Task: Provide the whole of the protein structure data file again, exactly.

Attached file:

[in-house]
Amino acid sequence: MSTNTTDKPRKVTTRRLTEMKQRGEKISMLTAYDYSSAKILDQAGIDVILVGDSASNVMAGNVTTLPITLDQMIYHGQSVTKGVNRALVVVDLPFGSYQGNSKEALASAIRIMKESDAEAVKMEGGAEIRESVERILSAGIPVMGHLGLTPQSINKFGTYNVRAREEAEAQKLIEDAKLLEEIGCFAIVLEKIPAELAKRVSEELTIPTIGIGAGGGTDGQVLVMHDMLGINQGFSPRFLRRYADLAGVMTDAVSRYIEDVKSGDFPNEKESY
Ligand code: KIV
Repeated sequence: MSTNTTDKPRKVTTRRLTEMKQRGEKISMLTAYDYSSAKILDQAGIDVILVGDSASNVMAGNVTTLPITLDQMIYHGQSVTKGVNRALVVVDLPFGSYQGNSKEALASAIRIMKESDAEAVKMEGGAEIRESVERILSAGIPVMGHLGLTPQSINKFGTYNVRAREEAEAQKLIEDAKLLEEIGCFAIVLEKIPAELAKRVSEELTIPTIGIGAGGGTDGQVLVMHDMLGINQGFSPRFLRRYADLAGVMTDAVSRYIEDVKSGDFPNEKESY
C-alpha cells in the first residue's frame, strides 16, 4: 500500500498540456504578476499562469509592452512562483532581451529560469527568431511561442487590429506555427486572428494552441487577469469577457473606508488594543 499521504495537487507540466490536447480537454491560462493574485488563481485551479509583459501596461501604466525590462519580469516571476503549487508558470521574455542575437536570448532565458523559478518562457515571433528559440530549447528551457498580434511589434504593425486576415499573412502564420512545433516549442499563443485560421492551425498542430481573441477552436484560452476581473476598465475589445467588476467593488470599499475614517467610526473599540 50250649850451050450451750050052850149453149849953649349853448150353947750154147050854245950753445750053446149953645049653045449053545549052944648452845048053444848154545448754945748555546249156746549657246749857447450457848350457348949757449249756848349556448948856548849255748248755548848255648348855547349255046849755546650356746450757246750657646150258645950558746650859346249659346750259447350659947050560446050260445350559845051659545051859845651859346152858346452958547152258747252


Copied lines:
[in-house]
Amino acid sequence: MSTNTTDKPRKVTTRRLTEMKQRGEKISMLTAYDYSSAKILDQAGIDVILVGDSASNVMAGNVTTLPITLDQMIYHGQSVTKGVNRALVVVDLPFGSYQGNSKEALASAIRIMKESDAEAVKMEGGAEIRESVERILSAGIPVMGHLGLTPQSINKFGTYNVRAREEAEAQKLIEDAKLLEEIGCFAIVLEKIPAELAKRVSEELTIPTIGIGAGGGTDGQVLVMHDMLGINQGFSPRFLRRYADLAGVMTDAVSRYIEDVKSGDFPNEKESY
Ligand code: KIV
Repeated sequence: MSTNTTDKPRKVTTRRLTEMKQRGEKISMLTAYDYSSAKILDQAGIDVILVGDSASNVMAGNVTTLPITLDQMIYHGQSVTKGVNRALVVVDLPFGSYQGNSKEALASAIRIMKESDAEAVKMEGGAEIRESVERILSAGIPVMGHLGLTPQSINKFGTYNVRAREEAEAQKLIEDAKLLEEIGCFAIVLEKIPAELAKRVSEELTIPTIGIGAGGGTDGQVLVMHDMLGINQGFSPRFLRRYADLAGVMTDAVSRYIEDVKSGDFPNEKESY
C-alpha cells in the first residue's frame, strides 16, 4: 500500500498540456504578476499562469509592452512562483532581451529560469527568431511561442487590429506555427486572428494552441487577469469577457473606508488594543 499521504495537487507540466490536447480537454491560462493574485488563481485551479509583459501596461501604466525590462519580469516571476503549487508558470521574455542575437536570448532565458523559478518562457515571433528559440530549447528551457498580434511589434504593425486576415499573412502564420512545433516549442499563443485560421492551425498542430481573441477552436484560452476581473476598465475589445467588476467593488470599499475614517467610526473599540 50250649850451050450451750050052850149453149849953649349853448150353947750154147050854245950753445750053446149953645049653045449053545549052944648452845048053444848154545448754945748555546249156746549657246749857447450457848350457348949757449249756848349556448948856548849255748248755548848255648348855547349255046849755546650356746450757246750657646150258645950558746650859346249659346750259447350659947050560446050260445350559845051659545051859845651859346152858346452958547152258747252